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. Last Updated: 07/27/2016

Tsunami Survivors at Risk of Disease

GIZO, Solomon Islands -- Tsunami survivors and aid workers in the Solomon Islands complained Thursday that relief efforts were chaotic and slow as the disaster's scale became more clear, and the UN warned that thousands faced the threat of dangerous diseases.

Reports of diarrhea were becoming more widespread, and officials were worried about possible malaria and cholera outbreaks because of unsanitary conditions in makeshift high-ground camps, where thousands fled Monday's magnitude-8.1 earthquake and tsunami and were refusing to come down.

The United Nations put the death toll from Monday's disaster in the western Solomon Islands as at least 34 -- higher than the Solomons' official tally of 28, though government officials say they expect more deaths to be confirmed. The UN said it estimated 50,000 people were affected by the disaster -- 30,000 of them children who were "highly vulnerable" to diseases including malaria, which is endemic in the region.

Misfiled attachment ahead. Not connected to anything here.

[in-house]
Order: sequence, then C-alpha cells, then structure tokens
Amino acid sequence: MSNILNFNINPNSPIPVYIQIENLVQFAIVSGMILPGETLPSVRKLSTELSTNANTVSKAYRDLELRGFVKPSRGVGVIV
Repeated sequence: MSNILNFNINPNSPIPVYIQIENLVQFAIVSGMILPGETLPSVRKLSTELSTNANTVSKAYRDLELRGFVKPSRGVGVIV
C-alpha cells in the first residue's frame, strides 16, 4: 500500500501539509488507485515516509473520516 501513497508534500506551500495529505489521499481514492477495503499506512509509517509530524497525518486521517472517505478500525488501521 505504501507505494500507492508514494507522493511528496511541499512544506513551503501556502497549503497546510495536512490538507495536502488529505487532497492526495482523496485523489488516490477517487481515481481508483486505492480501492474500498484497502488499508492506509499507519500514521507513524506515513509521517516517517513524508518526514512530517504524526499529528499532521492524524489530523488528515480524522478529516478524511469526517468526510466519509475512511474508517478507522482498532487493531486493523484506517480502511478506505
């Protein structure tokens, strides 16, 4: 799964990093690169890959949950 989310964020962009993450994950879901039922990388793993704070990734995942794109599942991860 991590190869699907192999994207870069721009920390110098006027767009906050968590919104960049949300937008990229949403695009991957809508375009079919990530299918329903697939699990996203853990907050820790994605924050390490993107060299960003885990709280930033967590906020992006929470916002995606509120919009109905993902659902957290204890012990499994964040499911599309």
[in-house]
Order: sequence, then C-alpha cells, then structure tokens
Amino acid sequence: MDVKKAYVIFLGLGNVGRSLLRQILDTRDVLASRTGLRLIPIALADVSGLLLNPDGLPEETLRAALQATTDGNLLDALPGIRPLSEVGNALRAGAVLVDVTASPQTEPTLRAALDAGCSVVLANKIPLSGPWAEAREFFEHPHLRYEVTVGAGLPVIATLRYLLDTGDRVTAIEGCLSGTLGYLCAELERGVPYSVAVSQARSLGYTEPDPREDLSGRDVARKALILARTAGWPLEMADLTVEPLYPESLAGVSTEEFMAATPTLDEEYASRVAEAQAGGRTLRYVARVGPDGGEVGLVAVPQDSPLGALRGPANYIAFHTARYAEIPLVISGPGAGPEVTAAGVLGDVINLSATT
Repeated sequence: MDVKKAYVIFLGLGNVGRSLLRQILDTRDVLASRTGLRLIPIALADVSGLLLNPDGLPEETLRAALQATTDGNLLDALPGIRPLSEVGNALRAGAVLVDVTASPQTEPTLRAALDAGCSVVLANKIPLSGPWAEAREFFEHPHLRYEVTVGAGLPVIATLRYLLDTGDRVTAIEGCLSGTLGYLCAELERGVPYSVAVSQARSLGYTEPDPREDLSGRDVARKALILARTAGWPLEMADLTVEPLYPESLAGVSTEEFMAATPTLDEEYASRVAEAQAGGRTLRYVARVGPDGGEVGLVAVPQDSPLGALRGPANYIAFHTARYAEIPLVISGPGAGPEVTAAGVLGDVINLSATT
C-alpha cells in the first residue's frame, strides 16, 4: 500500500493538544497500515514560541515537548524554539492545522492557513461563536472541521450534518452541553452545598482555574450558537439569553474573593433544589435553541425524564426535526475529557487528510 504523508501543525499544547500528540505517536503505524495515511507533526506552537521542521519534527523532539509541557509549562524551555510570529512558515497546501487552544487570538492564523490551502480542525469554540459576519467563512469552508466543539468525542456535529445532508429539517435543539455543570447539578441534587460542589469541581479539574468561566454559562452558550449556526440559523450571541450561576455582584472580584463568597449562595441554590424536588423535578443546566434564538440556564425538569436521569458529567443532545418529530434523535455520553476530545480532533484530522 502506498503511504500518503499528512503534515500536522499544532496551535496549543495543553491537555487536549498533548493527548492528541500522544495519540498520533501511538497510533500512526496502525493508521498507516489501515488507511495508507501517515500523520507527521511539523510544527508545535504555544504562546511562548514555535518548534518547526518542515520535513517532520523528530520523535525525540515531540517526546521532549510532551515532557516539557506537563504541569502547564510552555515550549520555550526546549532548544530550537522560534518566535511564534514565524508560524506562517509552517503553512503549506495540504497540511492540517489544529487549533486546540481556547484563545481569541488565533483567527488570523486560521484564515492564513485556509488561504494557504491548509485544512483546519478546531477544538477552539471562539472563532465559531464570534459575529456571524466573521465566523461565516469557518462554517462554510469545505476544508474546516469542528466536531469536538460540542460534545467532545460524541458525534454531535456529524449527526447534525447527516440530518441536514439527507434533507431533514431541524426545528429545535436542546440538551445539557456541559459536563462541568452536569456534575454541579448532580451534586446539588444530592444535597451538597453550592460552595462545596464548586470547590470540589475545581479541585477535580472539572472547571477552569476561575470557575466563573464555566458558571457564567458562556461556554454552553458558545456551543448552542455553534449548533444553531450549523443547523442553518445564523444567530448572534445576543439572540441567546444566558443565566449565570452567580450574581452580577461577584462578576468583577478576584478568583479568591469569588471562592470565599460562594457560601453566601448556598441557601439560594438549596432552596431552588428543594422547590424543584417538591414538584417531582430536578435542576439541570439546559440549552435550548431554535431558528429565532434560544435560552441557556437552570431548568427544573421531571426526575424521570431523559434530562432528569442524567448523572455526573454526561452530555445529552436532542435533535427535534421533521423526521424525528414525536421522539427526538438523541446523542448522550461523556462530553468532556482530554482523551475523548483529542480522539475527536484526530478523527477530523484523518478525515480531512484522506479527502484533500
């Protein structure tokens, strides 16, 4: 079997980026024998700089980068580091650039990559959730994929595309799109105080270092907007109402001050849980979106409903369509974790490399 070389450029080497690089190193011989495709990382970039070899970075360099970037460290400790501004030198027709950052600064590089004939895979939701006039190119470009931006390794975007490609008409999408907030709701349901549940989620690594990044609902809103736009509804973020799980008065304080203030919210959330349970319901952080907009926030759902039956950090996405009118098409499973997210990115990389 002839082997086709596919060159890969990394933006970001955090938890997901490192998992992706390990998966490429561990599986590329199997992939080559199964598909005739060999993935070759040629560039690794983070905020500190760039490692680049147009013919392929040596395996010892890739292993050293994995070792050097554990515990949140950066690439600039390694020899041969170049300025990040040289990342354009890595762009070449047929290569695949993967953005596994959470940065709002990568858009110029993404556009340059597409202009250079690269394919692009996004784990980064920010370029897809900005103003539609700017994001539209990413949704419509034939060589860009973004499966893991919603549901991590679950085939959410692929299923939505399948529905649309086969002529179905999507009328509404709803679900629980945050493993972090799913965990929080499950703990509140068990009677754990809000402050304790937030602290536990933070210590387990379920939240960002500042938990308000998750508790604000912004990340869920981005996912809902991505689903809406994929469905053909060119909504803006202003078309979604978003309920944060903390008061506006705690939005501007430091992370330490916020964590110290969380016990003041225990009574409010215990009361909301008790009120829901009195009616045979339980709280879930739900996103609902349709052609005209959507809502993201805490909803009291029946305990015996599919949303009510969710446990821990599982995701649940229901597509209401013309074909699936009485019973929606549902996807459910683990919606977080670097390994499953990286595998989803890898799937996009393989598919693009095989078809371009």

The government says 5,600 were left homeless. There has been no official tally of the missing.

Government officials conceded that the aid effort was going more slowly than they wanted, but blamed the remoteness of the affected region and a shortage of supplies.

Survivors picking through the rubble of shattered villages looking for food and supplies found more bodies on Thursday, and grew increasingly frustrated that they were being left to fend for themselves.

Military transport planes from New Zealand and Australia have flown in aid packages of tarps, water and food rations, and a boat has brought a shipment from Honiara, the capital.